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NPO publishes blog articles to inform and to stimulate conversation about issues of importance to NPO's mission.  All blog articles express the opinions of the authors as individuals and do not necessarily reflect the views of National Parents Organization, its Board of Directors, or its executives.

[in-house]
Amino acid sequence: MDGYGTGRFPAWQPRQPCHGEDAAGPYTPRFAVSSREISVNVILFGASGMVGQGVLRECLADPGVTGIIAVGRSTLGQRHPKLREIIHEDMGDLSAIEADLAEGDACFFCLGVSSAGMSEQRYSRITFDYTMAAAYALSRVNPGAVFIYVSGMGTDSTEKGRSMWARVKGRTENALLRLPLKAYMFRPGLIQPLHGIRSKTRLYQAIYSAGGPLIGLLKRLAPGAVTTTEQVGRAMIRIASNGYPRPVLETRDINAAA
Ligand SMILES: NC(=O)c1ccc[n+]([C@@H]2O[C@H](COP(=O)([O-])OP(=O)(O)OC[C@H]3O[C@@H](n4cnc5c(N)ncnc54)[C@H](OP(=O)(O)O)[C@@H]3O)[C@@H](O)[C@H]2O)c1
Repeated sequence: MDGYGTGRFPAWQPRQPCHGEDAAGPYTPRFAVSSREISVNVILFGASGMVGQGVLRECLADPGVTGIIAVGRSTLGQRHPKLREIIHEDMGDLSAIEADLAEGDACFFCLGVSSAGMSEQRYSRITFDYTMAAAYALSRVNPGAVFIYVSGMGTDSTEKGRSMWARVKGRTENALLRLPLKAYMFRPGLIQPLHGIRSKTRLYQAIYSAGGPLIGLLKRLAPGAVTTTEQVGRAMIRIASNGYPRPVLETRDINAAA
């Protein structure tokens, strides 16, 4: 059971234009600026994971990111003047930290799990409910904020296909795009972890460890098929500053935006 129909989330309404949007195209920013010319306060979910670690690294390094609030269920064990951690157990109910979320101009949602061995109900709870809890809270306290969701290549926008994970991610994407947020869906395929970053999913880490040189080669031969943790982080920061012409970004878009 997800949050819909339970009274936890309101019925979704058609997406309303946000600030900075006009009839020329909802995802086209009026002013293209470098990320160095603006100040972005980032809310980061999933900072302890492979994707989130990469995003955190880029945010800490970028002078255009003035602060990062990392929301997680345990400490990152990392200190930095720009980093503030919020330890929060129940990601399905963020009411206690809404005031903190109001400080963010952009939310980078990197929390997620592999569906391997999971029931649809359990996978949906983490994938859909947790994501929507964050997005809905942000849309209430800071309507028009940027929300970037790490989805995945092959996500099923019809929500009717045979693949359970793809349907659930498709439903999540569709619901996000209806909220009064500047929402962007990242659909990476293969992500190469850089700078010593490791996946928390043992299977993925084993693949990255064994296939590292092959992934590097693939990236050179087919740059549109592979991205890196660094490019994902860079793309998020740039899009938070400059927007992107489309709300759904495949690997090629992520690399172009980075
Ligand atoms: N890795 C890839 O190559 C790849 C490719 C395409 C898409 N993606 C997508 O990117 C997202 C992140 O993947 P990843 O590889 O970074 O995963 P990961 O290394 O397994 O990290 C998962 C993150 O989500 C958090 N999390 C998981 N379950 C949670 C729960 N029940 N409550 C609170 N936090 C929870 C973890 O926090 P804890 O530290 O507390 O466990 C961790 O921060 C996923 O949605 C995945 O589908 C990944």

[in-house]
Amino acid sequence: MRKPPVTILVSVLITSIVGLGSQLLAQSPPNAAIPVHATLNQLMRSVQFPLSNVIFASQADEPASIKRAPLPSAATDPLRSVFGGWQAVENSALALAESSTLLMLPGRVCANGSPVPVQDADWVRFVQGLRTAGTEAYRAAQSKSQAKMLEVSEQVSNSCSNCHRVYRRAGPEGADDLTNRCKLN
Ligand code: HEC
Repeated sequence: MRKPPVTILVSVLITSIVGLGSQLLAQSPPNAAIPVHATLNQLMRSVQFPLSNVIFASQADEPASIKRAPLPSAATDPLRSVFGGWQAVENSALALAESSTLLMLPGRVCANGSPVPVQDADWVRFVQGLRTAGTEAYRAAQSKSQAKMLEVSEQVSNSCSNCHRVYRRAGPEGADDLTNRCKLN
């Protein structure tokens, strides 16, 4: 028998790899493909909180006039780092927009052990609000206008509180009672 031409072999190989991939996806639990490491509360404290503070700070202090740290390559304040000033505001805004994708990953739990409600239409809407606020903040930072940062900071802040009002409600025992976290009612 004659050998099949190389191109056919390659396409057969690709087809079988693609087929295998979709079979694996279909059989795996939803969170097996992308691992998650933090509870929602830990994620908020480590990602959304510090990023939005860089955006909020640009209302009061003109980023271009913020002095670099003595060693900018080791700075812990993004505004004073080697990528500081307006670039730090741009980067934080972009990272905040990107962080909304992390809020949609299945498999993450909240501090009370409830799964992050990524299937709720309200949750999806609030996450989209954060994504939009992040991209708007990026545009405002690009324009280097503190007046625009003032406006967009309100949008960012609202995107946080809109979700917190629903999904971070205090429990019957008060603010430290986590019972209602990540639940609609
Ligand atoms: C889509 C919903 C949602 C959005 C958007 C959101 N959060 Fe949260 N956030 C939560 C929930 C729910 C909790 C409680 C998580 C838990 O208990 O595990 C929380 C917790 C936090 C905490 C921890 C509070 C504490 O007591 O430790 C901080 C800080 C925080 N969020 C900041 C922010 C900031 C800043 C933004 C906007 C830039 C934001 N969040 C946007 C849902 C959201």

Dallas, TX--The Associated Press did an article on our protest today--it has run in over two dozen newspapers and TV stations and can be seen here or below. The Dallas Morning News version is here. There is an active discussion board at the Houston Chronicle on the article--to join in, click here. Most of the people are sympathetic to our side, but there's some loony over there pretending that all this is the work of what he/she calls "Glenn's Cult." Must be quite a cult--several thousand people have joined our protest, and our campaign has been formally endorsed by several dozen domestic violence authorities, mental health professionals, educators, family law professionals, and media figures. An added note--this campaign is also the work of Fathers & Families, with whom I've partnered to address this issue. Advocate for fathers protests ads on Dallas buses Associated Press Oct. 27, 2008 DALLAS -- A domestic violence shelter's ad campaign on Dallas city buses has drawn the ire of a fatherhood advocate who said Monday that the campaign is "hostile to fathers." One ad shows a smiling young girl wearing a tiara next to the caption, "One day my husband will kill me." Another features a boy next to the caption, "When I grow up, I will beat my wife." A Dallas Area Rapid Transit spokesman said the agency has received nearly 1,000 form letters by e-mail since Sunday night from readers of advocate Glenn Sacks criticizing the ads and calling for DART to remove them. "They are offensive to fathers and to families," Sacks said. "Imagine your average father going to work on a DART bus, working hard and supporting his kids. He has to go there and be insulted by these ads." The ads were created for the nonprofit domestic violence shelter The Family Place, which paid $25,000 for 45 bus-side ads and 300 bus interior ads. The ads went up Oct. 1 and will get taken down Nov. 30, said DART spokesman Morgan Lyons. The ads were not created by DART but were approved by the agency as "being consistent with community standards," Lyons said. DART received no complaints about the ads until the e-mails began Sunday night and has no plans to take them down, Lyons said. Last week, The Family Place said the ads had promoted a few complaints, and two billboard companies refused to accept them. Sacks said a third of all domestic violence injuries are suffered by men, and that women are just as likely to strike men as men are to strike women. "I think they should take the ads down," Sacks said. "Domestic violence is still a problem that affects women more than men, but it affects them both. I can guarantee you if the genders were reversed, there is no way DART would have accepted those ads."

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